Whenever officers from the Knoxville Police Department take a life, injure a suspect, or fire their guns, their actions will soon be subjected to an-depth examination by a Use of Force Review Board, officials announced Wednesday.
“In essence, this Board will serve as another quality control mechanism to improve our overall operations as a police department,” explained Police Chief Paul Noel.
“As a department, we should never turn down an opportunity to take a really close look at these more serious or consequential uses of force,” Noel said. “Even in instances when we follow all of our training and policies by the book, there are likely more nuanced matters that we can address to avoid putting our officers or citizens in harm’s way or a situation where our officers have to resort to using deadly force.”
His comments came during a press conference announcing that four officers had been cleared in the controversial shooting death of 17-year-old Anthony Thompson Jr. in an Austin-East Magnet High School last year.
“Even though the actions of our officers were justified and within policy, we should never pass up an opportunity to learn from these incidents and improve our operations,” he said while publicly introducing the concept of the new Board.
Although it was brought up in the context of a discussion about Thompson’s death, Noel said his decision to create the Board didn’t stem from the incident, which occurred more than a year before he took office.
Officers already face scrutiny from their supervisors or KPD’s Internal Affairs Unit when force is used, but those reviews are oriented toward determining if disciplinary action needs to be taken due to policy violations.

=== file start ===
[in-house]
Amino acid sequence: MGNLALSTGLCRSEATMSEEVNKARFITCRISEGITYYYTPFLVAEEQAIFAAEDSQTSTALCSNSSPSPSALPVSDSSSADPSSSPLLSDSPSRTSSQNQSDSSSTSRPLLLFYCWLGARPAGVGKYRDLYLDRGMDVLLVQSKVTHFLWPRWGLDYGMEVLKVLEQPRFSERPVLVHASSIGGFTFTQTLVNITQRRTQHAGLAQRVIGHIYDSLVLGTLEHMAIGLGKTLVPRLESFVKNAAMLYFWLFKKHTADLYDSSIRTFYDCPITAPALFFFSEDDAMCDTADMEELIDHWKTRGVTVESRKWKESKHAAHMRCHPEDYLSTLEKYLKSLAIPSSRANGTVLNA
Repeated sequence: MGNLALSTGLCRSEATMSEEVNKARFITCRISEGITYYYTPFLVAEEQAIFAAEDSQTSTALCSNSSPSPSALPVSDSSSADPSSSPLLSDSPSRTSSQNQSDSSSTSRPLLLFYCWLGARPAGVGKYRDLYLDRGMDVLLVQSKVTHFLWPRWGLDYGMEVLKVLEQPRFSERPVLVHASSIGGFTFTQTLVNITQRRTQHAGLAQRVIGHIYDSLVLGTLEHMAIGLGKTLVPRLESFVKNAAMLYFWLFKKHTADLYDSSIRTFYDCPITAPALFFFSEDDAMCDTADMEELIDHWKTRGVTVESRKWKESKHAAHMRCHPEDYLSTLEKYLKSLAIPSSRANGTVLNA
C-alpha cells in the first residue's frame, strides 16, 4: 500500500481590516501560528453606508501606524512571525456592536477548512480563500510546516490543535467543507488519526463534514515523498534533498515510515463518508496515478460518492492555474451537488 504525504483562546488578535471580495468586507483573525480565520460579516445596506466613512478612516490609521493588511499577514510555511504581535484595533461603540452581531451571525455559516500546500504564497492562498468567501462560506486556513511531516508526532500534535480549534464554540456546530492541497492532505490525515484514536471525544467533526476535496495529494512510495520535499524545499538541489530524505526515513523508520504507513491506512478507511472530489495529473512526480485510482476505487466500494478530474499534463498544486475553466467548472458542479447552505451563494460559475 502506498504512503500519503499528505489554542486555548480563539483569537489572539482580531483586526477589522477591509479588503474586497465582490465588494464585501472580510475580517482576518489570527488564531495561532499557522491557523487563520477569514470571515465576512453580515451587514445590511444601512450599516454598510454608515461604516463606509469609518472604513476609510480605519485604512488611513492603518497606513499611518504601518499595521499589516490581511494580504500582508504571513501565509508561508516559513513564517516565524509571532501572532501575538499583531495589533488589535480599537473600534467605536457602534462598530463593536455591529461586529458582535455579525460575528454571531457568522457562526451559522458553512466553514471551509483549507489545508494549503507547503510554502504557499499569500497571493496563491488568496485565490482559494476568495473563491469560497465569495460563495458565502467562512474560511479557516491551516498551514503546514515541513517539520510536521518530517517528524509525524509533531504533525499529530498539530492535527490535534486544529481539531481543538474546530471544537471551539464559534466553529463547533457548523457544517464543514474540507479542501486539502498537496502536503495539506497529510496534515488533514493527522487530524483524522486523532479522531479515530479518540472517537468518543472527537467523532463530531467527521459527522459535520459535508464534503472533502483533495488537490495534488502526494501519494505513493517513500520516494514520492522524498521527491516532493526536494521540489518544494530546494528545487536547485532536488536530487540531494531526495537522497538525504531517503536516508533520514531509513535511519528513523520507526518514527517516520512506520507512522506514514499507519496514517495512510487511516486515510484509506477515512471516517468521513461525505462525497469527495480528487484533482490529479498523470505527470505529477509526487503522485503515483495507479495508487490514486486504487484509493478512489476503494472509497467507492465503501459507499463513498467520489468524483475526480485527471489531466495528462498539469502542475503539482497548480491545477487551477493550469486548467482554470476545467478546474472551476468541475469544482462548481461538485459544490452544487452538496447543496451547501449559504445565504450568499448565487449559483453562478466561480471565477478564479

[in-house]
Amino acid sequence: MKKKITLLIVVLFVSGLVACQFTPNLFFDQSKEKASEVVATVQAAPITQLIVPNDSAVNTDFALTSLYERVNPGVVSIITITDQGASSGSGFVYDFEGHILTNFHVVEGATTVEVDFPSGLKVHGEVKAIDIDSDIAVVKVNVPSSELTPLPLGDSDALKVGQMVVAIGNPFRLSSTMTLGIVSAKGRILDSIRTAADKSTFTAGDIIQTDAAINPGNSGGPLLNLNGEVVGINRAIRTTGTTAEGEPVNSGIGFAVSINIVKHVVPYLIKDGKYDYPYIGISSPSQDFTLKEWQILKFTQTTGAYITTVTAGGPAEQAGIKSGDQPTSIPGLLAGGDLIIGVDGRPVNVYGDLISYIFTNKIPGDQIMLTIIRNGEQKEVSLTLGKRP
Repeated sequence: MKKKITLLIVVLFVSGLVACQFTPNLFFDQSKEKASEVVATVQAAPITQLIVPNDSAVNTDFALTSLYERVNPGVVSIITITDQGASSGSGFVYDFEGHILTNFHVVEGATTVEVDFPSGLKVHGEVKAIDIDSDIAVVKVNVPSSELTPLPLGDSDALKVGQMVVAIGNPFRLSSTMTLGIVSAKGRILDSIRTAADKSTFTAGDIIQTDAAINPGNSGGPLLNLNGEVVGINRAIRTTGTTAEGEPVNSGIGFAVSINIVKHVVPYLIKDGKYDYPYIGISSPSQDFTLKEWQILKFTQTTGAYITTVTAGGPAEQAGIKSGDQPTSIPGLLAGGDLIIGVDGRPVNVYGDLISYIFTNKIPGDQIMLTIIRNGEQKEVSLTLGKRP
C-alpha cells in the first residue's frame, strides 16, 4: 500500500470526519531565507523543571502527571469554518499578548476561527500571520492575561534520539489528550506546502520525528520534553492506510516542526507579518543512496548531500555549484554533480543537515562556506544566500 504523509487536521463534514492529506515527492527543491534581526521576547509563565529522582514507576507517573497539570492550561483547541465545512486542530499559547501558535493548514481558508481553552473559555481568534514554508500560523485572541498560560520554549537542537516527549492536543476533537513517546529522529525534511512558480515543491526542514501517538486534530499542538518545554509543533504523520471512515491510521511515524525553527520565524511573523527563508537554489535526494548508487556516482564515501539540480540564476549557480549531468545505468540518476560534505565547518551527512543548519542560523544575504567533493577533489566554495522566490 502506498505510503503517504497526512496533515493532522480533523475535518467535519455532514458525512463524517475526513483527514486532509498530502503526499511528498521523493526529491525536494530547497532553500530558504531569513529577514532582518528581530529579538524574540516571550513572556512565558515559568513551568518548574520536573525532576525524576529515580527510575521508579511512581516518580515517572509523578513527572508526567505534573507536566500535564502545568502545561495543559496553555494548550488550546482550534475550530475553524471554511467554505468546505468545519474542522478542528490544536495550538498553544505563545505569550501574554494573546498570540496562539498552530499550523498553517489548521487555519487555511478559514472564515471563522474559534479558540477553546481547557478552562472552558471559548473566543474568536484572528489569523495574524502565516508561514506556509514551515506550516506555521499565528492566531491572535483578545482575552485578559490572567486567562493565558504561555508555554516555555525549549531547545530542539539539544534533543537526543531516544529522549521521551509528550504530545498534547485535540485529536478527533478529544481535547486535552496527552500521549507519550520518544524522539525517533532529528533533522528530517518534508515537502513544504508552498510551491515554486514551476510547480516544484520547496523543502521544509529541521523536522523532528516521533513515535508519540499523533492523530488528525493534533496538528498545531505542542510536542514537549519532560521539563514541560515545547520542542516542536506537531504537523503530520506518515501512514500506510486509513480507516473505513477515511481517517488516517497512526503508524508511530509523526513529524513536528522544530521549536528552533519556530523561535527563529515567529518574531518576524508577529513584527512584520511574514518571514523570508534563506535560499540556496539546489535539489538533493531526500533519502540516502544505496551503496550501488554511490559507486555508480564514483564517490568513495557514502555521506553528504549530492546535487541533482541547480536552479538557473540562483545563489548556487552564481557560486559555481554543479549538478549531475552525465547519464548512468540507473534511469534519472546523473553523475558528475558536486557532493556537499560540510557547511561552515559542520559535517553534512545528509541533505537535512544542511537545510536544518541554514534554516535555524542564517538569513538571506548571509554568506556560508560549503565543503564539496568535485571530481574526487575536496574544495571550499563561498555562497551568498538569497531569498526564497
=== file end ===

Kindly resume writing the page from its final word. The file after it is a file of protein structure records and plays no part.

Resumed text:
The new Board, however, will approach use of force incidents from the three standpoints of training, tactics and policy, explained Noel.
Also, he continued, the Board’s responsibilities won’t overlap with those of the Police Advisory & Review Committee (PARC), a civilian review board created in 1998 after the deaths of four men, three of them Black, in confrontations with KPD officers over a seven-month period. PARC is comprised of seven civilian volunteers and a full-time executive director hired by the mayor who provide an independent review of police activity.
The Board will instead take “a deep dive” into the circumstances that led to force being used and determine if the department needs to adjust its policy, procedures or training. It will review all in-custody deaths and instances when deadly force is used as well as firearm discharges, encounters with civilians resulting in serious physical injury or hospitalization, and K-9 bites.
Assistant Chief Mark Fortner has been put in charge of creating the Board, which will be comprised of KPD members, and he will chair it once it becomes operational, according to Noel.
Officials didn’t provide an estimate as to how long it will take to get the Board up and running.
Published on August 18, 2022.